Fitzroy was Melbourne's first suburb. It adjoins Carlton on its western boundary and Collingwood on its east. Its name derives from Sir Charles Fitz Roy, Governor of New South Wales, 1846-1855. It existed as a municipality from 1958 to 1994.

In 1839 the area of Fitzroy south of Alexandra Parade was subdivided into lots of about 12 hectares and offered for sale. The area, including Collingwood, was then called Newtown. The layout of streets was mostly in the hands of private sub-dividers: the government surveyor had prescribed only main arteries such as Nicholson, Brunswick, Smith, Gertrude and Johnston Streets. Building types were a mixture of masonry and timber; Fitzroy North was laid out in the mid 1850s as a more gracious suburb. After the gold rushes terraces predominated.

In 1850 the area now known as Fitzroy was made the Fitzroy Ward of the Melbourne City Council. A separate Fitzroy municipality was created on 10 September 1858 by severance of the ward from Melbourne. By then about 10,000 people lived in Fitzroy.

Brunswick Street became the main commercial sector, and Smith Street less so but located on the route to Heidelberg. The route skirted Fitzroy North. Fitzroy (south) was well positioned for working people's housing, close to industries in Collingwood, Carlton, North Melbourne and Melbourne. Local industries included flour mills, footwear factories, a brewery, joinery works and timber yards. The 'Great White City' factory of MacRobertson's confectionery in Smith Street occupied half a hectare by the 1920s.

A separate Fitzroy municipality was created on 10 September 1858. Fitzroy became a Borough in 1865 and was proclaimed a Town in 1870.

During the 1880s Fitzroy (south) became increasingly working class. Mansions became boarding houses, and the single men in them attracted prostitution as a local industry. Illegal activities flourished. Churches increased their charitable activities, focusing on ragged children, facilities for single women and the relief of distress. Much of the philanthropic initiatives, though, came from organizations outside Fitzroy.

In 1886-7 three tramlines were opened through Fitzroy - Nicholson Street, Brunswick Street and Smith Street. The Smith Street route extended beyond Fitzroy's borders by 1890 and had retail catchments in Collingwood and Northcote. It became a regional shopping strip.

The Fitzroy council opened a pioneering free public library in 1877. The following year Fitzroy was proclaimed a city and in 1888 it substantially added to the town hall building to provide for the library and a court house.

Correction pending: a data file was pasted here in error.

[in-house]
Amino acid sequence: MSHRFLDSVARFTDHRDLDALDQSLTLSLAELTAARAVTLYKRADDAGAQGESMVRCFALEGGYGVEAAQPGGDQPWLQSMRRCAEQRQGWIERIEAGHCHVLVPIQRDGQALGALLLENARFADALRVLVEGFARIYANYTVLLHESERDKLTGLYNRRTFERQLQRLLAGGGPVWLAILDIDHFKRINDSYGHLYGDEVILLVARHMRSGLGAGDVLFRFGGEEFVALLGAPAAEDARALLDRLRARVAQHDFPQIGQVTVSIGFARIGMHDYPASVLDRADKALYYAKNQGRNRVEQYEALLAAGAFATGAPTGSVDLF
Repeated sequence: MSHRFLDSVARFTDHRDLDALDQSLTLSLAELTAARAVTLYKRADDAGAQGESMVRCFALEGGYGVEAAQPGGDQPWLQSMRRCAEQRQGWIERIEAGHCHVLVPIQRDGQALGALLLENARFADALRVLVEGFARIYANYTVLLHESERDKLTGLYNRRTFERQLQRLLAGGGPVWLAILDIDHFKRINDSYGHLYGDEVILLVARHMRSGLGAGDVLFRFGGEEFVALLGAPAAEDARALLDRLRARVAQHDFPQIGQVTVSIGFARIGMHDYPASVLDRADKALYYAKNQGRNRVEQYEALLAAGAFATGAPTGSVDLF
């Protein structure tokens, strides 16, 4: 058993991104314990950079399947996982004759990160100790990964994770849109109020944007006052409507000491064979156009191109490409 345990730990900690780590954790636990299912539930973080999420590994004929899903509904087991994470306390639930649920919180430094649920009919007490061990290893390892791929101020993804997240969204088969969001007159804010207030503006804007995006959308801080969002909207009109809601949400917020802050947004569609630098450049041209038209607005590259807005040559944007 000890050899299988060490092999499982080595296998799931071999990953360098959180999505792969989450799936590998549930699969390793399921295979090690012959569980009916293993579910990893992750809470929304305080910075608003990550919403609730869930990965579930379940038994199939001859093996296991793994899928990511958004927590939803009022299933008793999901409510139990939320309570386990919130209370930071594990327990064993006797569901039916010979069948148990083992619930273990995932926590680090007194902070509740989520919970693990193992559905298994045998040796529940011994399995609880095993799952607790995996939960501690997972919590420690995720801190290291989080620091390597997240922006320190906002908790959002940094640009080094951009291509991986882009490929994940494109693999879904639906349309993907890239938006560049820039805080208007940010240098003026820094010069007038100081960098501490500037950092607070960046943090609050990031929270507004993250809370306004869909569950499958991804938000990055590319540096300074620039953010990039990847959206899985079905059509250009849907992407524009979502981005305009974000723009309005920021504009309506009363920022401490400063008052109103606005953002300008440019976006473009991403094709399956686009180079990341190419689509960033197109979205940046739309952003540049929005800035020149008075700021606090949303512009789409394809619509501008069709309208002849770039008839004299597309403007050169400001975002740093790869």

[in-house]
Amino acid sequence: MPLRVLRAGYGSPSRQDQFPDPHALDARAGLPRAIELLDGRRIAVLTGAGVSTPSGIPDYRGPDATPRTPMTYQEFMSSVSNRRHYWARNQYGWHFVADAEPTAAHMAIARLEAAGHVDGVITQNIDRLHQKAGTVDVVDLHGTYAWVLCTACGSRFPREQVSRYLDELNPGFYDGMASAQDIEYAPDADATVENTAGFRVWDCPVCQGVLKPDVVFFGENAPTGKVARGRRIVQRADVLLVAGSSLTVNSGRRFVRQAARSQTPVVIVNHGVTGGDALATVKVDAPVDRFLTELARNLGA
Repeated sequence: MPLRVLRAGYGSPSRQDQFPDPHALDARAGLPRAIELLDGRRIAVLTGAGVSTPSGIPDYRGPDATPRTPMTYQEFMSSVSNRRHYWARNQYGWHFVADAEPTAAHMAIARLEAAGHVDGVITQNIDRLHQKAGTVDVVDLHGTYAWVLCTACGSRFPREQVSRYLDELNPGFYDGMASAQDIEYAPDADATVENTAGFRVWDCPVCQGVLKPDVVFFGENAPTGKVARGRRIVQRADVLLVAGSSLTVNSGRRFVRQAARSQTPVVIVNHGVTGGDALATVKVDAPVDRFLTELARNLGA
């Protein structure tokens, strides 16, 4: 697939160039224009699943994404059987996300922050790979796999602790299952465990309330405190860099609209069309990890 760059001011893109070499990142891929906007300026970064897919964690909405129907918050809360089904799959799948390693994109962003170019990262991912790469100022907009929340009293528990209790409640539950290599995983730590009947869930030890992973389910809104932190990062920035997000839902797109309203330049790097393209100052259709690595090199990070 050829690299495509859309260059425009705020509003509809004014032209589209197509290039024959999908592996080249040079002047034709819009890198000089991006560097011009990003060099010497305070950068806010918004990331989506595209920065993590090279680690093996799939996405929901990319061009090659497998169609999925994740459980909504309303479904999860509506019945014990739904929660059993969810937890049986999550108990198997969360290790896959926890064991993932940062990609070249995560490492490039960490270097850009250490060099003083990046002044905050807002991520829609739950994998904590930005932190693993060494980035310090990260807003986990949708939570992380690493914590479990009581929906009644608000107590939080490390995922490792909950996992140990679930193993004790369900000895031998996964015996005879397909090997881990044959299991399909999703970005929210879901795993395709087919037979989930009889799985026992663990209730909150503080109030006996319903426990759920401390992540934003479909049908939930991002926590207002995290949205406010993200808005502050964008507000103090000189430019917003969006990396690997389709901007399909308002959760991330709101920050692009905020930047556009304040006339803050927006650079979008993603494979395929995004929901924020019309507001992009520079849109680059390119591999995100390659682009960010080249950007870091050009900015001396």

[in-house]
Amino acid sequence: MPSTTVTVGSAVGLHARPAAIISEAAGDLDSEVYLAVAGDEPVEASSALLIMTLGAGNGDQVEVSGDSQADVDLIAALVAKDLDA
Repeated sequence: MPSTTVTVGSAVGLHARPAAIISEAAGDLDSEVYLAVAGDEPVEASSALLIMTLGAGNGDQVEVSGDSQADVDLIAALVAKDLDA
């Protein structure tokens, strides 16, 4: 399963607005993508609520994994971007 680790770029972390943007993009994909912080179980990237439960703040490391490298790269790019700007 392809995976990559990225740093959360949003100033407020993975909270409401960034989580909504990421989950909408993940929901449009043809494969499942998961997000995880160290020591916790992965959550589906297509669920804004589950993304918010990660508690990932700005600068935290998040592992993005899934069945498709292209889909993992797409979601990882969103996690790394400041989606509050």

In Victoria Parade in 1893 the Irish Sisters of Charity began St. Vincent's Hospital, which within twenty years became the second busiest in metropolitan Melbourne.

Fitzroy was proclaimed a City in 1913. However, it is named as a city on medal, issued in 1897 to commemorate the jubilee of Queen Victoria.

When the Housing Commission built modern estates in outer suburbs in the postwar years some of Fitzroy's population took advantage of the new houses. Their places were largely taken by postwar immigrants. By 1954 about 12% of Fitzroy's population was Italian-born; in 1966 33% were Italian or Greek-born. The Italian-born and the population with an Irish background constituted a strong Catholic body. Within a decade, however, the numbers of southern European immigrants had begun to decline, and in recent years people of Asian ethnicity have come to make up nearly 9% of the population.

The first Housing Commission estate was established in the mid 1950s. In recent years Fitzroy's older housing has been restored and redeveloped as part of the gentrification of the suburb.

In 1993 part of Carlton North was transferred from Melbourne city to Fitzroy, and on 22 June 1994 Fitzroy City was united with Collingwood and Richmond Cities to form Yarra City.

Australian Places website, Monash University,, accessed 20/10/2003.
Yarra City web site, accessed 20/10/2003.

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